What’s In A Name? - How Email Scams Are Impacting Big Brand Customer Relationships

Posted by Craig McDonald on 23 March 2016 17:17:18 AEDT

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There is an old adage that it takes years to build a good reputation and mere seconds to destroy it. But what if you’re a big business whose reputation has sustained damage from elements outside of your control?

That’s precisely the situation large companies such as PayPal and Australia Post have found themselves in the past. As trusted brands, they provide the perfect ‘Trojan Horse’ for cyber-criminals to exploit the trust of customers to gain access to key credentials via an email scam.

The scam itself is simple yet sophisticated in its execution. Using masked URLs that appear to be from a trusted brand, the customer receives an email that looks to be from a brand they trust and interact regularly with. The email will contain links to web pages that look legitimate and are designed to encourage users to sign in, therefore capturing their credentials. Quite cleverly, the user will often be diverted back to the legitimate website and may remain unaware that they have ever been scammed.

It’s easy to see how this can happen. Scam emails are often designed in much the same way as legitimate marketing emails, with a link to a landing page along with a call-to-action inviting the user to input their credentials.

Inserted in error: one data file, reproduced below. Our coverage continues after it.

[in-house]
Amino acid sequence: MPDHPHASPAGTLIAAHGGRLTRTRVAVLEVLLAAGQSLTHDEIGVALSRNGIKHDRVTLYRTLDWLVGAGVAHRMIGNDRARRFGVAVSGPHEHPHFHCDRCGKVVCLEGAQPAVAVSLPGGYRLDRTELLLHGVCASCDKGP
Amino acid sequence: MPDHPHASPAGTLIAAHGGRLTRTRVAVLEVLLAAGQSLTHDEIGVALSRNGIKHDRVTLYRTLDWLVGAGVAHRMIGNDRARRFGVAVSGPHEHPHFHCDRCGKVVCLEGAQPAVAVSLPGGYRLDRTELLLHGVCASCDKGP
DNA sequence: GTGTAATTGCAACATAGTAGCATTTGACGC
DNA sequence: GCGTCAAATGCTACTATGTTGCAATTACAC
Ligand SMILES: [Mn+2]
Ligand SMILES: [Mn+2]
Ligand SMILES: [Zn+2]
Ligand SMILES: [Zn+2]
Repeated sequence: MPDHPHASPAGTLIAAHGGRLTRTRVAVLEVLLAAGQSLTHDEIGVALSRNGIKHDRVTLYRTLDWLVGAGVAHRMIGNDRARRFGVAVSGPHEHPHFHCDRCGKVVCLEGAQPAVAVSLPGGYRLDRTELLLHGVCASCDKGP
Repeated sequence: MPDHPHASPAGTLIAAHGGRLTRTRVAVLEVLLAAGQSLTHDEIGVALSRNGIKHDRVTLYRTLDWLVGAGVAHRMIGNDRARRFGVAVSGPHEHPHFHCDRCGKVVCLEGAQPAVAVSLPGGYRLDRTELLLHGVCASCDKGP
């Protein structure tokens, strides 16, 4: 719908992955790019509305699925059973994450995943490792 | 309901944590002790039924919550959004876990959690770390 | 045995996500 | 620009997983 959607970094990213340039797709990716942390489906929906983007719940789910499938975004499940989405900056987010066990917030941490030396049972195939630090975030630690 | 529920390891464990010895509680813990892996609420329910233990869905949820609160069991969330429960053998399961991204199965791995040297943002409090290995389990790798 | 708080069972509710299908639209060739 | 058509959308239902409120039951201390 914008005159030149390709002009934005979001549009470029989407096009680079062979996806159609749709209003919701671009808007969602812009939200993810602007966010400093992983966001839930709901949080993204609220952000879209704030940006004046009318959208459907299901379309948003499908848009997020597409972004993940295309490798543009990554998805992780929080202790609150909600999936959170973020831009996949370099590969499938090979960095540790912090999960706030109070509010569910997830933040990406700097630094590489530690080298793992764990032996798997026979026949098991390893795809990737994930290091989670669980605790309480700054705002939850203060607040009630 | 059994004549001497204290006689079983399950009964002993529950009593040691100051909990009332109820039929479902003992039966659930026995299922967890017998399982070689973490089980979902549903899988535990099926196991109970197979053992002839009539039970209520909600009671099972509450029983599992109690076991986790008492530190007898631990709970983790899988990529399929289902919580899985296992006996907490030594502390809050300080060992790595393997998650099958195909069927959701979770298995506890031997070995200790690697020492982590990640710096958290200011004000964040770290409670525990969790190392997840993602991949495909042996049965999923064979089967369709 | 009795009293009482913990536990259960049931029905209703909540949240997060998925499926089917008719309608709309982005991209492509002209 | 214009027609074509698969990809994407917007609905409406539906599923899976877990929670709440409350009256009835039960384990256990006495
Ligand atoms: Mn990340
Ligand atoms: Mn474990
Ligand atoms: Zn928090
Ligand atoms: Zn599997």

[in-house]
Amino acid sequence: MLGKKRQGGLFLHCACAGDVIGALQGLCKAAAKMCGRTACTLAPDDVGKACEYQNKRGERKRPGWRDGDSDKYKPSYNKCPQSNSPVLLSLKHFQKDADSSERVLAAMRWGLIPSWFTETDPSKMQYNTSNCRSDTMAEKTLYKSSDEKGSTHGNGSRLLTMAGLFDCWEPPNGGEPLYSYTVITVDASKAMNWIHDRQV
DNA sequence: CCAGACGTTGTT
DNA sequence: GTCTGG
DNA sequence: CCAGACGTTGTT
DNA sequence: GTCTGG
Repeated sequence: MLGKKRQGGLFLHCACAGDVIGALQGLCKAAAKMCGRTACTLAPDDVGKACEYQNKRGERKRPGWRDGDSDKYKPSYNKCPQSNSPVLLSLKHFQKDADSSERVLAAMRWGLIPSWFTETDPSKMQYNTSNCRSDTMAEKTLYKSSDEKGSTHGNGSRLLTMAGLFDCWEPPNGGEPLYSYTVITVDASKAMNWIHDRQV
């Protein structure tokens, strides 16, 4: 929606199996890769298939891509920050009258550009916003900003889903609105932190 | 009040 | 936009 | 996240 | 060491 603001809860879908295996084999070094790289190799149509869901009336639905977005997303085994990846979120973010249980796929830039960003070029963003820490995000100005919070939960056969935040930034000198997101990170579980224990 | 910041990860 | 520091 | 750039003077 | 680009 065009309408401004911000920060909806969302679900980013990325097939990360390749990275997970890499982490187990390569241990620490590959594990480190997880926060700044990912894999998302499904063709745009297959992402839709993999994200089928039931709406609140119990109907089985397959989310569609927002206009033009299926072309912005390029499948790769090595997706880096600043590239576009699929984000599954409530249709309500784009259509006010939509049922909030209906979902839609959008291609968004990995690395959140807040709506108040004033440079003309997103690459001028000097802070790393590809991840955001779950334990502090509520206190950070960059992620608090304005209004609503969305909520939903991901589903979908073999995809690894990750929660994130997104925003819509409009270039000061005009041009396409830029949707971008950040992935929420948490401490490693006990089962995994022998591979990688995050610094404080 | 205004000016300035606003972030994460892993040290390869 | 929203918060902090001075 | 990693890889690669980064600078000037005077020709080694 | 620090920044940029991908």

Understandably, it makes it difficult for your staff to differentiate between the real and the fake, and will become more difficult as cyber criminals become increasingly innovative in their approach to email scams.

 

PayPal


Last week for example, a scam email was sent to PayPal customers purporting to be from PayPal, advising customers that their accounts had been limited. The email requested customers to input their credentials via a link to a fake website. Ironically, the email also contained security tips in the footer which only served to make the email look more legitimate.

Pay_Pal_Legitimate_Email_Sample_-_MailGuard.jpg


The MailGuard team was able to identify this email, protecting our clients’ employees who were recipients of the email, but other businesses would not have been so fortunate.

Following this attack, PayPal sent an email to their customers this week asking them to save several new email addresses to their safe senders list. Despite the legitimacy of this email, a number of customers clicked the ‘report as spam’ links, confusing it as yet another scam.

This is significant, not just for PayPal, but for any business whose customers have been scammed. The fallout for any business can be catastrophic, and not simply in terms of lost revenue but more broadly in terms of remediation costs and the business’ relationship with its customers.

Put simply, customers are less likely to want to do business with you if they perceive your business to be associated with a scam, even if your company had nothing to do with it. The media often takes note of the situation, cementing perceptions that doing business with you is risky, and customers consequently choose your competitor for fear of identity theft.